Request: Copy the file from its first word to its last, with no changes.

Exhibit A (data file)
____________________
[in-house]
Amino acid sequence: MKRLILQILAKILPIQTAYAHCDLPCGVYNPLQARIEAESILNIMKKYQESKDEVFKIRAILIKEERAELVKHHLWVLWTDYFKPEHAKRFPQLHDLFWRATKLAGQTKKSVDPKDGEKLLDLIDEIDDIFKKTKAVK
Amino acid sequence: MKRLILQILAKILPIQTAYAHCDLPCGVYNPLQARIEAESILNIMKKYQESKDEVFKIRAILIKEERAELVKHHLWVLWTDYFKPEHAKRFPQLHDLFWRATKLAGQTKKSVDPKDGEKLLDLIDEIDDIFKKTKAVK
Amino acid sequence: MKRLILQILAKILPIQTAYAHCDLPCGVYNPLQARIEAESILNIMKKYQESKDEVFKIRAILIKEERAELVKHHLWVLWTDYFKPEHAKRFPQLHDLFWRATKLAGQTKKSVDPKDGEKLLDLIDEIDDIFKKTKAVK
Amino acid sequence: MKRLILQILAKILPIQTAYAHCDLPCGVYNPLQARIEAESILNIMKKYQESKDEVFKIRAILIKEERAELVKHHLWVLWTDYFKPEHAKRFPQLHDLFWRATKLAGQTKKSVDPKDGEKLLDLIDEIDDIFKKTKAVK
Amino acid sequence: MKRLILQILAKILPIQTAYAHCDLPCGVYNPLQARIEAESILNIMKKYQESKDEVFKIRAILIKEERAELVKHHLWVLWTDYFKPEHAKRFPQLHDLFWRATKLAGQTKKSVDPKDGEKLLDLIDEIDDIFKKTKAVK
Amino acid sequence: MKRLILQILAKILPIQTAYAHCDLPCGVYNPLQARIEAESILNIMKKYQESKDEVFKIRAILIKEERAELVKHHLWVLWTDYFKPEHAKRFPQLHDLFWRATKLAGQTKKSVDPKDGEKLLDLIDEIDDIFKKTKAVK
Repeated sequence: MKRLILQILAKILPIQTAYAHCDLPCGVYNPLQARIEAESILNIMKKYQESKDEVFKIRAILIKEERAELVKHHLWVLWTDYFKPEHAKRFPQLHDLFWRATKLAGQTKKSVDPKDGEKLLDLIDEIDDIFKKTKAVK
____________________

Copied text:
[in-house]
Amino acid sequence: MKRLILQILAKILPIQTAYAHCDLPCGVYNPLQARIEAESILNIMKKYQESKDEVFKIRAILIKEERAELVKHHLWVLWTDYFKPEHAKRFPQLHDLFWRATKLAGQTKKSVDPKDGEKLLDLIDEIDDIFKKTKAVK
Amino acid sequence: MKRLILQILAKILPIQTAYAHCDLPCGVYNPLQARIEAESILNIMKKYQESKDEVFKIRAILIKEERAELVKHHLWVLWTDYFKPEHAKRFPQLHDLFWRATKLAGQTKKSVDPKDGEKLLDLIDEIDDIFKKTKAVK
Amino acid sequence: MKRLILQILAKILPIQTAYAHCDLPCGVYNPLQARIEAESILNIMKKYQESKDEVFKIRAILIKEERAELVKHHLWVLWTDYFKPEHAKRFPQLHDLFWRATKLAGQTKKSVDPKDGEKLLDLIDEIDDIFKKTKAVK
Amino acid sequence: MKRLILQILAKILPIQTAYAHCDLPCGVYNPLQARIEAESILNIMKKYQESKDEVFKIRAILIKEERAELVKHHLWVLWTDYFKPEHAKRFPQLHDLFWRATKLAGQTKKSVDPKDGEKLLDLIDEIDDIFKKTKAVK
Amino acid sequence: MKRLILQILAKILPIQTAYAHCDLPCGVYNPLQARIEAESILNIMKKYQESKDEVFKIRAILIKEERAELVKHHLWVLWTDYFKPEHAKRFPQLHDLFWRATKLAGQTKKSVDPKDGEKLLDLIDEIDDIFKKTKAVK
Amino acid sequence: MKRLILQILAKILPIQTAYAHCDLPCGVYNPLQARIEAESILNIMKKYQESKDEVFKIRAILIKEERAELVKHHLWVLWTDYFKPEHAKRFPQLHDLFWRATKLAGQTKKSVDPKDGEKLLDLIDEIDDIFKKTKAVK
Repeated sequence: MKRLILQILAKILPIQTAYAHCDLPCGVYNPLQARIEAESILNIMKKYQESKDEVFKIRAILIKEERAELVKHHLWVLWTDYFKPEHAKRFPQLHDLFWRATKLAGQTKKSVDPKDGEKLLDLIDEIDDIFKKTKAVK